Another Pregnancy To-Do: Get the Whooping Cough Shot
The CDC now recommends that all pregnant women get vaccinated against pertussis to help keep their newborns safe
While you may have gotten a flu vaccine this year, when was the last time you had a whooping cough (a.k.a. pertussis) booster? If you are a mom-to-be, take note: an expert panel from the U.S. Centers for Disease Control (CDC) is urging every pregnant mom to get a whooping cough shot in the form of the Tdap (tetanus-diphtheria-pertussis) vaccine.
Why the new recommendation? In case you’ve missed the headlines, it’s been a very bad year for whooping cough. In states like Texas and Illinois, doctors have seen double the number of pertussis cases in since 2011; in New York, Nevada, and Washington State, the increase has been three-fold. In total, more than 32,000 cases, including 16 deaths, have been reported so far in 2012. (You can see the CDC’s pertussis outbreak map here.)
A highly contagious upper respiratory infection caused by bacteria, whooping cough can be fatal to babies under the age of two months—and because they lack immunization, it is easier for infants to contract pertussis (vaccines typically start at two months). Experts say getting the vaccine during pregnancy allows the mother to transfer pertussis antibodies to the newborn, a way to help protect the infant during those first few months.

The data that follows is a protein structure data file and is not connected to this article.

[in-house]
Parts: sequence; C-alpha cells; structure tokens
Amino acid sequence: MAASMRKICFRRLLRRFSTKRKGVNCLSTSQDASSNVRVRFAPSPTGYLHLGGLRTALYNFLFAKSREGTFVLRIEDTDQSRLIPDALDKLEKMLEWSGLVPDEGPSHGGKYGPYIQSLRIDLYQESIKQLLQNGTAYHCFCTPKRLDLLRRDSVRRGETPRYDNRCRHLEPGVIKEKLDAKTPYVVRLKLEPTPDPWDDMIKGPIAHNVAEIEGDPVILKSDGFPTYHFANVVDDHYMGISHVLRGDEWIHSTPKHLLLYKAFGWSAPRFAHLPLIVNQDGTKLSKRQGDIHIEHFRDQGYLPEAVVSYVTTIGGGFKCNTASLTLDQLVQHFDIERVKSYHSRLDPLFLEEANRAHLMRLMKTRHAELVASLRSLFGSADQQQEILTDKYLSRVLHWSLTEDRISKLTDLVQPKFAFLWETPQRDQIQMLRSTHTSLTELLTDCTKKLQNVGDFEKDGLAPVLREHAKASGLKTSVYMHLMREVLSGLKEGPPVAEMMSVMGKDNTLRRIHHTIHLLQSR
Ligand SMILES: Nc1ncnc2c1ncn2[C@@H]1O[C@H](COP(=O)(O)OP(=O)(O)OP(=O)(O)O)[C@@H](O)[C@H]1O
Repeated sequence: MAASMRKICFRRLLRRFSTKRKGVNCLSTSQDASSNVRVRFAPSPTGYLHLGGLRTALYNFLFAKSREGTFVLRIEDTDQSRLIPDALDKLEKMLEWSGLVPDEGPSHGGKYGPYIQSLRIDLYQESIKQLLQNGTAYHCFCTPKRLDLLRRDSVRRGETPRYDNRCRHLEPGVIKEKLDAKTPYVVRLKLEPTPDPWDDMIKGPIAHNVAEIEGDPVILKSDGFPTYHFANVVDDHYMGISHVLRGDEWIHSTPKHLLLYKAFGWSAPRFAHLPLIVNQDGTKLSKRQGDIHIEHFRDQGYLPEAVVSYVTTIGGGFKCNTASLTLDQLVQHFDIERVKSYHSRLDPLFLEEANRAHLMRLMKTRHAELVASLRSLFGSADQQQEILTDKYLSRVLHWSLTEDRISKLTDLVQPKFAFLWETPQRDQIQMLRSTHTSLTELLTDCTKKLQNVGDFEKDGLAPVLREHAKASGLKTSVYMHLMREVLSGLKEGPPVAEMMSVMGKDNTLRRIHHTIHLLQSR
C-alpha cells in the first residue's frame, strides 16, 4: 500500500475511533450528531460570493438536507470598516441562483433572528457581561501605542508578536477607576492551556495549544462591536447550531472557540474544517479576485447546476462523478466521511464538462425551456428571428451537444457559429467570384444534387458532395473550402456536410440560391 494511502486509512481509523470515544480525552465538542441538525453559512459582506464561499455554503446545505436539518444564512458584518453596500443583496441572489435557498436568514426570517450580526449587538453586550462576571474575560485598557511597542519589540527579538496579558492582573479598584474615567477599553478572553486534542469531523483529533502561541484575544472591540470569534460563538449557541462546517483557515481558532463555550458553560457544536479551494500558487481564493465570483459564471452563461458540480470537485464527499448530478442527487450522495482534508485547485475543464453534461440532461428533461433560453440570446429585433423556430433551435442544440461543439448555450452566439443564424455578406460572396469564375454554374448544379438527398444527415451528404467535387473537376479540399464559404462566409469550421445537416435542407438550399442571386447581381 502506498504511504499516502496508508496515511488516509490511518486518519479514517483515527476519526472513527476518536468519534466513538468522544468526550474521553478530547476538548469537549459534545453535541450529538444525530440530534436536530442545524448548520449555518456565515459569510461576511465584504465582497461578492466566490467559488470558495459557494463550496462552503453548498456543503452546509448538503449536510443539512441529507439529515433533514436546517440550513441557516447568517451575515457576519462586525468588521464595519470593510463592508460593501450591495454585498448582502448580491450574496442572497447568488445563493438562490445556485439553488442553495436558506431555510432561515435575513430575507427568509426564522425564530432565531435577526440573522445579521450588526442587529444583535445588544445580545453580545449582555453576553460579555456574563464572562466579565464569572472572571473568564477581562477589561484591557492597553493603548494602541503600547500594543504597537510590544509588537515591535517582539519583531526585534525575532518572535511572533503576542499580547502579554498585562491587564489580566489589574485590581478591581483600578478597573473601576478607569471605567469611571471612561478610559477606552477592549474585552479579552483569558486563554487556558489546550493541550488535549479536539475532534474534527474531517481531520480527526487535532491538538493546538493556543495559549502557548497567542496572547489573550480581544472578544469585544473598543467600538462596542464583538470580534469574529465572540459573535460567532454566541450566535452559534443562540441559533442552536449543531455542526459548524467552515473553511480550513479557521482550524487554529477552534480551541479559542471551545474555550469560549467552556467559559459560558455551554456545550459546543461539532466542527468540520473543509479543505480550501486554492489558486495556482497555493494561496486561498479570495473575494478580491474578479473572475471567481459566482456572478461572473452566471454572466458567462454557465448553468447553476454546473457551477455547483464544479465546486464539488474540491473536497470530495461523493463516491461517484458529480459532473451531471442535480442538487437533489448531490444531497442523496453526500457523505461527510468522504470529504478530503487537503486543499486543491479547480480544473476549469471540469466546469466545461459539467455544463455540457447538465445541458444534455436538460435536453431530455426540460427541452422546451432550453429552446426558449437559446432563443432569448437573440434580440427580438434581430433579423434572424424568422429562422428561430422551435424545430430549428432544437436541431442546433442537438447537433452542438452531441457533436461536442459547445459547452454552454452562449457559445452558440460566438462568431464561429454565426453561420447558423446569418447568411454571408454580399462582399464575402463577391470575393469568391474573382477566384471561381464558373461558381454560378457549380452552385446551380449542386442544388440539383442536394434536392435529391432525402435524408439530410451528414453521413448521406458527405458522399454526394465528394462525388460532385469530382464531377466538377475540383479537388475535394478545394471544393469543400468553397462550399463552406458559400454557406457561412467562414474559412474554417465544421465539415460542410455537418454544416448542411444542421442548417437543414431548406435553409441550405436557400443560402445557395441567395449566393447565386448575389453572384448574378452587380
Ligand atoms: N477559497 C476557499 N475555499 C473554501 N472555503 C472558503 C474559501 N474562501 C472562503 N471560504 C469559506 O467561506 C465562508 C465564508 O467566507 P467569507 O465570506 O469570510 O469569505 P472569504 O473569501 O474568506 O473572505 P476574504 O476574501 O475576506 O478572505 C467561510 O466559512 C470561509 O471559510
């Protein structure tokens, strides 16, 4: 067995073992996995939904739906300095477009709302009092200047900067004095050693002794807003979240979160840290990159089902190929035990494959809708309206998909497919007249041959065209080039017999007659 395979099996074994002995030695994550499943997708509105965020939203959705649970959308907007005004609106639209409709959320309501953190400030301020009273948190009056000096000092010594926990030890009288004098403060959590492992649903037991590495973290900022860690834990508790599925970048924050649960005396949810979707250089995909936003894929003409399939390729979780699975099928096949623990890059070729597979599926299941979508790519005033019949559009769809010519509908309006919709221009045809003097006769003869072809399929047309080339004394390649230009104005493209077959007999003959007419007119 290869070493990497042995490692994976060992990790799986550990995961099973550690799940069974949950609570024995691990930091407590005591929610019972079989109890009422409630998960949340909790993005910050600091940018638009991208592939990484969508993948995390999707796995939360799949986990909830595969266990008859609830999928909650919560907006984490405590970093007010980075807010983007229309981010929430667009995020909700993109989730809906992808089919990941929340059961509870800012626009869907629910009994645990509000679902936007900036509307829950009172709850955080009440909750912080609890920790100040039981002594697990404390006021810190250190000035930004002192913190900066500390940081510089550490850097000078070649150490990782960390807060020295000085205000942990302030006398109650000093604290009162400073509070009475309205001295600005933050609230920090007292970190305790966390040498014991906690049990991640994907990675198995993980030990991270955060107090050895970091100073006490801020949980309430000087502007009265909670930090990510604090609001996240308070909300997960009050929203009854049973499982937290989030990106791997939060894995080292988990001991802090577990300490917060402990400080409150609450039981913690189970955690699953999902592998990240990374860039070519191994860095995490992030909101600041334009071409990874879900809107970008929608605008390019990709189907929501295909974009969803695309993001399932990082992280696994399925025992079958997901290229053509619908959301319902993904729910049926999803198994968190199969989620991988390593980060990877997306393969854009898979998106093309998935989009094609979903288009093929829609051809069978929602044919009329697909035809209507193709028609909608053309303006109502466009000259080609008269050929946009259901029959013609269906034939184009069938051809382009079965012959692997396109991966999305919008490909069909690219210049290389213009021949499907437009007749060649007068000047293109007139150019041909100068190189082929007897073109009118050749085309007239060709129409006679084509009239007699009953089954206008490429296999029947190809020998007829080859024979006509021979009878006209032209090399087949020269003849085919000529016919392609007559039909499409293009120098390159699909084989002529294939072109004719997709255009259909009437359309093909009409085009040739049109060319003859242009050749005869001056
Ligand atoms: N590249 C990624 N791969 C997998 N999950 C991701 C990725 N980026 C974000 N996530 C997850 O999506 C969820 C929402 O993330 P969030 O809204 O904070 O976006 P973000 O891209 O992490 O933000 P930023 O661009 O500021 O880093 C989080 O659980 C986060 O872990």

So if you’re a mom-to-be, what do you do now? The CDC’s Advisory Committee for Immunization Practices (ACIP) recommends pregnant women receive a dose of the Tdap vaccine each time they become pregnant. The ideal time to get the shot is at the end of the second trimester or sometime during the third trimester. According to the CDC advisory, if a mom is not vaccinated during pregnancy, Tdap should be given immediately after giving birth, before leaving the hospital or birthing center.
“Optimally, women should receive Tdap between 27 and 36 weeks’ gestation, to maximize the maternal antibody response and passive transfer of antibodies to the infant,” says Dr. Jennifer Liang, the lead CDC member of the ACIP pertussis vaccine work group.
Based on panel’s review, the evidence is “reassuring” that two doses of Tdap are safe for women during pregnancy, finds Liang. The panel voted 14-0 (with one abstention) in favor of the new vaccine recommendation.
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